The mythological term “hermaphrodite” implies that a person is both fully male and fully female. This is a physiologic impossibility. According to ancient Greek mythology, a hermaphrodite is a female with both female and male reproductive organs. Hermaphrodites were celebrated and worshipped by the ancient Mediterraneans.


Hermaphroditus was a popular subject of paintings and statuary, even if modern audiences are less comfortable with the topic than the ancient Greeks and Romans were. The subject reflects the taste for languid nudes, surprise effects, and theatricality, all of which were prized in the late *Hellenistic period. The Romans and the Greeks sculpted this figure with tremendous care, which can be seen in the details.This work is a Roman copy that was inspired by a Greek original of the 2nd century BC. This best-known sleeping hermaphrodite, now at the Louvre Museum, Paris, was unearthed in Rome in 1608.


 When one walks along this sculpture in the Louvre museum, one is impressed by a gracious and sensuous body that leads one to think that the figure is a female nude in the Hellenistic tradition; this effect is heightened here by the sinuousness of the pose on the soft cushion. The cushion or mattress is widely considered one of the softest-looking cushions ever cut from stone. The billowy mattress was an addition, added by the sculptor Gian Lorenzo Bernini at the request of the work's then-owner, Cardinal Scipione Borghese. However, as one comes closer, one finds that the sculpted human being, although possessing qualities of a female (ornate hairstyle, chest, hips, facial features), has the genitals of a male. This effect of contrast, ambiguity and something strange, plays with the viewer’s emotions. It is the result of the theatricality of some Hellenistic art. In a way, crudest realism has been used in the sculpture to reveal the figure’s androgynous nature. The elements of the sculpture appear soft to the touch. This is complemented by the robe wrapped around her/him, which is 100% the same material but appears to be different.

According to Greek mythology, Hermaphroditos (this female with male genitals) was a child of Hermes and Aphrodite. Aphrodite is the goddess of erotic love who gave birth to a beautiful boy after she fell in love with Hermes. Hermaphroditos is also grouped with other “love-gods” called the Erotes. In the New York Times of June 24, 2016, Daniel Mcdermon writes this:-


"In imperial Rome, sculptures like this( filled the homes and gardens of wealthy people, said Carlos Picón, curator of Roman art at the Metropolitan Museum of Art. They were seen as light amusements, signifiers of good taste. And it is believed that there were hundreds of them because at least nine copies of the “Sleeping Hermaphrodite” have survived."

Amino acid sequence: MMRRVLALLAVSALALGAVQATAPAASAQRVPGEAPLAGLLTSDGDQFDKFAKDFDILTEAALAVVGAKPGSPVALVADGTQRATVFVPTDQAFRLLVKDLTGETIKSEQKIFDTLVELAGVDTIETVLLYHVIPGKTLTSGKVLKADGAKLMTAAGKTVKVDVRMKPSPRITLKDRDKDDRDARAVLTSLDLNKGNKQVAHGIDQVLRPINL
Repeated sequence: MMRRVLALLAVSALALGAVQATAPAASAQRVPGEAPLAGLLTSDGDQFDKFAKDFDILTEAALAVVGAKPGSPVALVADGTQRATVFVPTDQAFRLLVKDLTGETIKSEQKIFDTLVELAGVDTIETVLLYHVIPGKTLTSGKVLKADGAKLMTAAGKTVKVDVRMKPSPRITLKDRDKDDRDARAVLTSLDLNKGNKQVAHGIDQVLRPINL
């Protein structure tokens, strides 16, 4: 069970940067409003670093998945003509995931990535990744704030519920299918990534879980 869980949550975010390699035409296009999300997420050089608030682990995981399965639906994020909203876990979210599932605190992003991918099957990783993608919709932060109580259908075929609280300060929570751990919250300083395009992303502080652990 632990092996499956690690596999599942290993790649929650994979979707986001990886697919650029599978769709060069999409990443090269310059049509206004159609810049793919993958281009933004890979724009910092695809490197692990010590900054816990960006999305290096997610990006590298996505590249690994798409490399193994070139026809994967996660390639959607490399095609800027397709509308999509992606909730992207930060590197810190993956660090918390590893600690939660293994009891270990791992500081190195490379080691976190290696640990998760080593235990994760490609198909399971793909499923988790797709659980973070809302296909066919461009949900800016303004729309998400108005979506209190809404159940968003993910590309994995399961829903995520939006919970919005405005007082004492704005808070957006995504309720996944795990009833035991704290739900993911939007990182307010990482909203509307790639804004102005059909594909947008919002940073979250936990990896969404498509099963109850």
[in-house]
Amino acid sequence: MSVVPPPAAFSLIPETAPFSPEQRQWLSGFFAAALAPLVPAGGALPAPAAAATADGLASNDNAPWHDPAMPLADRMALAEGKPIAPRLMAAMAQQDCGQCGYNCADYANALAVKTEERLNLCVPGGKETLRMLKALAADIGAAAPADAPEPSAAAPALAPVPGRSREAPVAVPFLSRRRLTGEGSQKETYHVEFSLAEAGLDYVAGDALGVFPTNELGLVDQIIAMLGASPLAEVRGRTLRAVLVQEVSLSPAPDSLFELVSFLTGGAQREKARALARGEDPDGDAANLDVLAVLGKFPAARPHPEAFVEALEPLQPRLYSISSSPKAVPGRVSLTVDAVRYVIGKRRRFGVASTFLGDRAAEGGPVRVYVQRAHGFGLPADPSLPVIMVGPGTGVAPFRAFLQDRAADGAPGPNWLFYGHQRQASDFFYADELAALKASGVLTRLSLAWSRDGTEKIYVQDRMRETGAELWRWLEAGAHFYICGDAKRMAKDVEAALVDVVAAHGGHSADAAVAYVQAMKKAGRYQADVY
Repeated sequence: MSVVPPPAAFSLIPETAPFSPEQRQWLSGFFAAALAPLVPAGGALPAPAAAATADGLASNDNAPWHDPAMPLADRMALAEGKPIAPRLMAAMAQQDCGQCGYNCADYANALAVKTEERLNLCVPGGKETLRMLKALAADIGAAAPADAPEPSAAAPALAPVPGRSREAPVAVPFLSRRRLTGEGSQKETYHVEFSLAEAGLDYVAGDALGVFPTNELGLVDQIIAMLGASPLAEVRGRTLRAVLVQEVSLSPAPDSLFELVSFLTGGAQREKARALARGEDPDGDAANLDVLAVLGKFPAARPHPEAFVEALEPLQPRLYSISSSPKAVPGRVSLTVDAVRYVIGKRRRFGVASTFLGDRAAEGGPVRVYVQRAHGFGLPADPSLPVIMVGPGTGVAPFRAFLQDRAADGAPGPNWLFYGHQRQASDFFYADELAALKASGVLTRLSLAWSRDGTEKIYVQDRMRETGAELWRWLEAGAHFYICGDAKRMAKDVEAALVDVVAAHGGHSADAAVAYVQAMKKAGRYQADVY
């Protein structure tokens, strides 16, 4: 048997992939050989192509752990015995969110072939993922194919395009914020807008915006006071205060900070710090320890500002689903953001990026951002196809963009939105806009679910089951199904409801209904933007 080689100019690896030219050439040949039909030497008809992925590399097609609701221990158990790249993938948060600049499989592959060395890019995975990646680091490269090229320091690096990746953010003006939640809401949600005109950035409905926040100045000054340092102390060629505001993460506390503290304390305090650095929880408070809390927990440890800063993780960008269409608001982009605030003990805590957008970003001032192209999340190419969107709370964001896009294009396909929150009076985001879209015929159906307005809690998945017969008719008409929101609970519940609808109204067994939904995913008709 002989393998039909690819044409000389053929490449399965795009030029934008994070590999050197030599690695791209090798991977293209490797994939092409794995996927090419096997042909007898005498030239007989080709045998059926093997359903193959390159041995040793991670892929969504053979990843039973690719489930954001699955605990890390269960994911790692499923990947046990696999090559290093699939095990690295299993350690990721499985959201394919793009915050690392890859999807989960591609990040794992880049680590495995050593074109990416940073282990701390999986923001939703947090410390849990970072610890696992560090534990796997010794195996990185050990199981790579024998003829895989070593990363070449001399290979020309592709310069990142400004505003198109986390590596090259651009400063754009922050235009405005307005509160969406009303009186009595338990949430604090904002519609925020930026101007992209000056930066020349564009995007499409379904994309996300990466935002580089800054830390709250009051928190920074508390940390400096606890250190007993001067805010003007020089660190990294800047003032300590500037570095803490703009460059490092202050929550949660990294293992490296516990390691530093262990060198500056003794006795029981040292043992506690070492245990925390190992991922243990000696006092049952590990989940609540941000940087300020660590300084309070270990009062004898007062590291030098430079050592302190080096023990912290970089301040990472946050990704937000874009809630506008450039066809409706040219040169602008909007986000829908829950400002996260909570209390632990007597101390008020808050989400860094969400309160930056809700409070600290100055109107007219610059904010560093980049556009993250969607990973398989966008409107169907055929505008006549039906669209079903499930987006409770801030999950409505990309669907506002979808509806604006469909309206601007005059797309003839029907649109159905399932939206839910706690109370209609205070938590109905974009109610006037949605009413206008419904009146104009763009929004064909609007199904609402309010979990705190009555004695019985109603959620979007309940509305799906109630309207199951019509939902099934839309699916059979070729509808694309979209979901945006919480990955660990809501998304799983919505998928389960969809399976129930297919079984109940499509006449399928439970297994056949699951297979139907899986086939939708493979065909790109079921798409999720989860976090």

In Hindu mythology and art, there is a somewhat similar concept of Ardhanareeshvara. Ardhanareeshvara is a combination of three words “Ardha,” “Nari,” and “Ishwara” which means “half,” “woman,” and “lord,” respectively, which when combined means the lord whose half is a woman. It is believed that the God is Lord Shiva and the woman part is his consort Goddess Parvati or Shakti.In India, we find many sculptures and paintings depicting Ardhanareeshvara. Even some modern artists have painted Ardhanareeshvara. The Ardhanareeshvara represents a constructive and generative power. Ardhanareeshvara symbolizes male and female principles that cannot be separated. It conveys the unity of opposites in the universe. The male half stands for Purusha and the female half is Prakriti. From Kashmir in the North to Thanjavur in the South, from Rajasthan in the East to Bengal in the West, images of Ardhanareeshvara are found with their respective regional variations, the earliest examples date from the second century AD to the present times. earliest Ardhanareeshvara images are dated to the Kushan period, starting from the first century. The Puranas and various iconographic treatises write about the mythology and iconography of Ardhanareeshvara. While Ardhanareeshvara remains a popular iconographic form found in most Shiva temples throughout India, very few temples are dedicated to this deity.


( Avtar Mota )



*The Hellenistic Period is a part of the Ancient Period for the European and Near Asian space. The use of this period is justified by the extent of the Hellenic Culture in most of these areas, due to the Greek political presence especially in Asia after Alexander's conquests, but also to a new wave of Greek Colonisation In consequence, the Hellenistic Period is usually accepted to begin in 323 BCE with Alexander's death and ends in 31 BCE with the conquest of the last Hellenistic kingdom by Rome, the Lagid kingdom of Egypt. For the Asian part, we could lengthen it to 10 BCE, when the last Indo-Greek kingdom was conquered by Indo-Sakas.



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CHINAR SHADE by Autarmota is licensed under a Creative Commons Attribution-Noncommercial-No Derivative Works 2.5 India License.